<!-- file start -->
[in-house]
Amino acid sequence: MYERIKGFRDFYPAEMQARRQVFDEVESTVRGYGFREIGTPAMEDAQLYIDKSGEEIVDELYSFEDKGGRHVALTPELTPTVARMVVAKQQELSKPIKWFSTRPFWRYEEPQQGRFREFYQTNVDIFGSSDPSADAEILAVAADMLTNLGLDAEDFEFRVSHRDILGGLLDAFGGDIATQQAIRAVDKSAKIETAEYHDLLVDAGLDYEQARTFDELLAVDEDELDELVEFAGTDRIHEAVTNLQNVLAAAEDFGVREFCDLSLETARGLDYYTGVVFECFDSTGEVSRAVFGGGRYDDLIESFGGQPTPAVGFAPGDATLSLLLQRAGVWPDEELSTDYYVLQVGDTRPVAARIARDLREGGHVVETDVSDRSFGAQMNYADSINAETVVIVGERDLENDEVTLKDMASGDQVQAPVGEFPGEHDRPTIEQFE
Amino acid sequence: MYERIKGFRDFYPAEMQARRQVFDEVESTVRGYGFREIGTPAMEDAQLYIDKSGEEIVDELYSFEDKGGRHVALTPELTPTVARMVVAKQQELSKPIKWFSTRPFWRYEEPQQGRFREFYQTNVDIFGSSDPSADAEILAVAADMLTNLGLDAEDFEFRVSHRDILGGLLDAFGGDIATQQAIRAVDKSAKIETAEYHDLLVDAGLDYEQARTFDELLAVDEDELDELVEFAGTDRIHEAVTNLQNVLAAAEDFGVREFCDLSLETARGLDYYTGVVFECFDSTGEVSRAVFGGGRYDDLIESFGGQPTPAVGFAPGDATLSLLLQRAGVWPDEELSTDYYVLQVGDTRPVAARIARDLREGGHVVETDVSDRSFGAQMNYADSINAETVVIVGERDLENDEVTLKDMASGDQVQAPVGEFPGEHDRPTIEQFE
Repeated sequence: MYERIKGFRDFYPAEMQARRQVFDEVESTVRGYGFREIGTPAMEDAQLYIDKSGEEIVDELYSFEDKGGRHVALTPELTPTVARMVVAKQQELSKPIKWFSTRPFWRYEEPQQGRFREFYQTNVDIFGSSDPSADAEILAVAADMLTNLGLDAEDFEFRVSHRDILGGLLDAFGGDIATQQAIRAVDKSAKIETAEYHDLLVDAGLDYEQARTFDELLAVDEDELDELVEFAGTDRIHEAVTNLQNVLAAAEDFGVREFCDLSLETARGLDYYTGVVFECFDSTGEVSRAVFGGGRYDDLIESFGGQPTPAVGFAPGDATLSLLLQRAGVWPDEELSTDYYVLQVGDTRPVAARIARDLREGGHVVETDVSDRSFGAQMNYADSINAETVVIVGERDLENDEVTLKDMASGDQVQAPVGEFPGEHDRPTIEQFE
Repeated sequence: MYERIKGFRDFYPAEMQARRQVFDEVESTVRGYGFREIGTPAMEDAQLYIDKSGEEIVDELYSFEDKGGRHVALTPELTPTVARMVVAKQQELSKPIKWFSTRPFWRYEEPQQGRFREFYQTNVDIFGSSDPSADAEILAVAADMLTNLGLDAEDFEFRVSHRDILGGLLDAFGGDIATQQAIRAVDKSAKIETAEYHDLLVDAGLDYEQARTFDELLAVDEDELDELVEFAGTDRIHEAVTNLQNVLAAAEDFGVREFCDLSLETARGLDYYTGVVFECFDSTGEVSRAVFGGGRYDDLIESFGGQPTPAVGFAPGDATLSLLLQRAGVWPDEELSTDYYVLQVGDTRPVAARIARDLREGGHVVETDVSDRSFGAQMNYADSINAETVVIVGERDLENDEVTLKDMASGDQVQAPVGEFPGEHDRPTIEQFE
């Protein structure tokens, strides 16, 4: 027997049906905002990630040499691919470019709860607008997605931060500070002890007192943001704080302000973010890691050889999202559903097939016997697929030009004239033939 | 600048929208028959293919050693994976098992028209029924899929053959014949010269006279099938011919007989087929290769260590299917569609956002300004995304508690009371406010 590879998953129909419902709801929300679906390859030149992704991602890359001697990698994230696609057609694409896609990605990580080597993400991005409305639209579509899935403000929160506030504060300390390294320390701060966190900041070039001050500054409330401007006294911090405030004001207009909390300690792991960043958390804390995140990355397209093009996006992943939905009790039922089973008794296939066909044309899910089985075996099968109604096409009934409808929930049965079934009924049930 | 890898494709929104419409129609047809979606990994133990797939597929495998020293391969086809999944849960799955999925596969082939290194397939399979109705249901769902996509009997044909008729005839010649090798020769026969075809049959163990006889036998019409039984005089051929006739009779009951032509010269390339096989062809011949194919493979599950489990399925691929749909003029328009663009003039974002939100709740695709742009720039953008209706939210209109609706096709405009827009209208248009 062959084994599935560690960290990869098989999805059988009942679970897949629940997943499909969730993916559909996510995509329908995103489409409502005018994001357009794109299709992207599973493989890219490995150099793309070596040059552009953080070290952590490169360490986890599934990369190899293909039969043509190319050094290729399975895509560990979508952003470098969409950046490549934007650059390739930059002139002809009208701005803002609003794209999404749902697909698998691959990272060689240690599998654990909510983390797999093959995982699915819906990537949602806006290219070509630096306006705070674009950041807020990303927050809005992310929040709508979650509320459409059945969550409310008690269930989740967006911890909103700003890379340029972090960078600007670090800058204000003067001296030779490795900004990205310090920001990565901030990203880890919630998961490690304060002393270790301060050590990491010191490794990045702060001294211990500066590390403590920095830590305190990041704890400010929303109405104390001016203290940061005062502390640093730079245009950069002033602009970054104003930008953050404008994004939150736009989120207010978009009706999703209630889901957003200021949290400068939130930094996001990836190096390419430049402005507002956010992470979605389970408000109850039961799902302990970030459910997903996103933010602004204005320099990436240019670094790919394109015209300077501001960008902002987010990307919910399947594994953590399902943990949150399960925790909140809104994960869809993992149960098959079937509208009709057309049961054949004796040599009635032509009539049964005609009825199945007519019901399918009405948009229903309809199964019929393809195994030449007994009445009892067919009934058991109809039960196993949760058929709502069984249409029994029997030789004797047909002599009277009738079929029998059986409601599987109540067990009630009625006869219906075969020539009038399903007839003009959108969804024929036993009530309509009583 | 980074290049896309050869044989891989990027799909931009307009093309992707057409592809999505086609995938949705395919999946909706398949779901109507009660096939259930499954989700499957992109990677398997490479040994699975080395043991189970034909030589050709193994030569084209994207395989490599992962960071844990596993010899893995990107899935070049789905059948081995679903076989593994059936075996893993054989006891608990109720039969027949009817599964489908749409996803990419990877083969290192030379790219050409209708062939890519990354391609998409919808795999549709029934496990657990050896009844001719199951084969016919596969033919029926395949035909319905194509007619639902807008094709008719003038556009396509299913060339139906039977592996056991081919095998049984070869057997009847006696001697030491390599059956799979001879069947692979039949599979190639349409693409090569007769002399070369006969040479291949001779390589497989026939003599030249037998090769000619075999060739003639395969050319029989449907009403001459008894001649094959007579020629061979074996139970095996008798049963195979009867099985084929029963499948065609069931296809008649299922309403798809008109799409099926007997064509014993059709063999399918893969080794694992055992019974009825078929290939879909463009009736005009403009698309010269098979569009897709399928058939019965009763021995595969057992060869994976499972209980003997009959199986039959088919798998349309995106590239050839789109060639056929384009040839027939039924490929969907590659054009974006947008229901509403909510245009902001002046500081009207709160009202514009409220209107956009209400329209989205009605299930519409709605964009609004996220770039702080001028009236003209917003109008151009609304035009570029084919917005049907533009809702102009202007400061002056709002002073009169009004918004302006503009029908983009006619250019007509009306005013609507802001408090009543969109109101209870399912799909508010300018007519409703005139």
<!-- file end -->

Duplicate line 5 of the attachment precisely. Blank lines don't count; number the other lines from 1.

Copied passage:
Repeated sequence: MYERIKGFRDFYPAEMQARRQVFDEVESTVRGYGFREIGTPAMEDAQLYIDKSGEEIVDELYSFEDKGGRHVALTPELTPTVARMVVAKQQELSKPIKWFSTRPFWRYEEPQQGRFREFYQTNVDIFGSSDPSADAEILAVAADMLTNLGLDAEDFEFRVSHRDILGGLLDAFGGDIATQQAIRAVDKSAKIETAEYHDLLVDAGLDYEQARTFDELLAVDEDELDELVEFAGTDRIHEAVTNLQNVLAAAEDFGVREFCDLSLETARGLDYYTGVVFECFDSTGEVSRAVFGGGRYDDLIESFGGQPTPAVGFAPGDATLSLLLQRAGVWPDEELSTDYYVLQVGDTRPVAARIARDLREGGHVVETDVSDRSFGAQMNYADSINAETVVIVGERDLENDEVTLKDMASGDQVQAPVGEFPGEHDRPTIEQFE